The Qatsi trilogy at the 2011 Edinburgh International Festival
Godfrey Reggio's film trilogy with Philip Glass Ensemble live score is a masterpiece
This article is from 2011.
It’s been twenty-eight years since I saw Koyaanisqatsi, twenty-odd since I saw Powaqqatsi, and almost a decade since Naqoyqatsi. The first two I saw in empty art house cinemas on wet afternoons, I watched the third in a somnambulistic state from my sofa on a noisy DVD player. Looking back on the notes I took after each film, ‘the hyperkinetic psychedelia’ of Koyaanisqatsi spoke deeply to the (then) wannabe art student in me, while its sequel seemed ‘a little worthy but clearly a beautiful and important film’ (I didn’t really go into why). For the third film, I simply note it was an ‘endgame’, ‘a fin’, and that ‘closure had been reached.’
Never trust a film critic. Then as now, I clearly know nothing.
Re-watching the Qatsi trilogy with live accompaniment by the Philip Glass Ensemble, which as I write this I am two thirds of the way through, I realise what a mountainous and momentous achievement Godfrey Reggio’s trilogy really is. These aren’t three separate films, they are a wave of humanity, an offering of image and music from two profound artists, ultimately their meanings are up to the viewer but there are certain philosophies that advance like a meditating spectre across them. They are:
1: The natural world is a very beautiful place.
2: Man is a beautiful and spiritual being.
3: Man and commerce together are very capable of turning everything to shit.
4: Environmentally speaking and for no particularly good reason we have already totally fucked the planet.
5: Everything is poetry.
Sitting in Edinburgh’s playhouse and watching Philip Glass and his remarkable ensemble perform below projections of the first two films in the trilogy has been a revelation for me. The brilliant Glass, who’s involvement in all three films went way beyond simply creating a soundtrack for bolted together National Geographic style images (Glass and Reggio collaborated from the ground up, by viewing raw footage in an orchestra rehearsal space) is a humble figure to the right of the conductor. There’s no pomposity or grandstanding despite the fact that what Glass is re-representing to the audience is a marvel of spectacle and sound. The grandeur is all there on the screen, mankind in all its magnificence and misery.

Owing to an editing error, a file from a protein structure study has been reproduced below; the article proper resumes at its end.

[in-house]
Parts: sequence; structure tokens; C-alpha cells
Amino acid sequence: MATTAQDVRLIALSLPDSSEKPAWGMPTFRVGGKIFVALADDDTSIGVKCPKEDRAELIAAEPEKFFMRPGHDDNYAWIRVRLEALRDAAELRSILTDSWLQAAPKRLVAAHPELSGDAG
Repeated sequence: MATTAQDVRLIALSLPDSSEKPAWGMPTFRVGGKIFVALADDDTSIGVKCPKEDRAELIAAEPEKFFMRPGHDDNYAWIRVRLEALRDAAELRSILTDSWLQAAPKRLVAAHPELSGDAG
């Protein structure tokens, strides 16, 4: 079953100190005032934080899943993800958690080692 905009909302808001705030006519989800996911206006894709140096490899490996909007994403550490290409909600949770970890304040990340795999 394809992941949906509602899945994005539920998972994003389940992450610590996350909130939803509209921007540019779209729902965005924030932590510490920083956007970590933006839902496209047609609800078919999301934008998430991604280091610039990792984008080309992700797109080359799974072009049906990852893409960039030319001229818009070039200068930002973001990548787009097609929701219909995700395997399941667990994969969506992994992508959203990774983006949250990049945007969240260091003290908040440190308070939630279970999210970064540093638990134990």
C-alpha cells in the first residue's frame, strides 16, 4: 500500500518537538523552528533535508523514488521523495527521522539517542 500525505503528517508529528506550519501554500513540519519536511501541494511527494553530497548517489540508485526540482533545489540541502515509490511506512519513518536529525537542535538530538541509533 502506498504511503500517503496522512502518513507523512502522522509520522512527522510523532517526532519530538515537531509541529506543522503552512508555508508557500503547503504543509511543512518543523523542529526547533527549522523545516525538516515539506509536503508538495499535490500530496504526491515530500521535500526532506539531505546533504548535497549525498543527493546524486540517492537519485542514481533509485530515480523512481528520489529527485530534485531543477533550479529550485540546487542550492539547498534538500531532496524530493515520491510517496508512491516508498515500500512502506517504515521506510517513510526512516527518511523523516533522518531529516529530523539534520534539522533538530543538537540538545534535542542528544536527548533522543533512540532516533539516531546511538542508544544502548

The List is sponsoring the Qatsi trilogy, so this may seem like some puff piece to administer the requisite tinsel and fuss, but honestly this one’s from the heart (as Qatsi trilogy producer Francis Ford Coppola would say) – go buy yourself a ticket for Naqoyqatsi tonight. It’s your last chance to witness this remarkable event, the like of which may not come around for a long time.
Naqoyqatsi, Mon 15 Aug, The Playhouse, 473 2000, 8.30pm. £12-£35.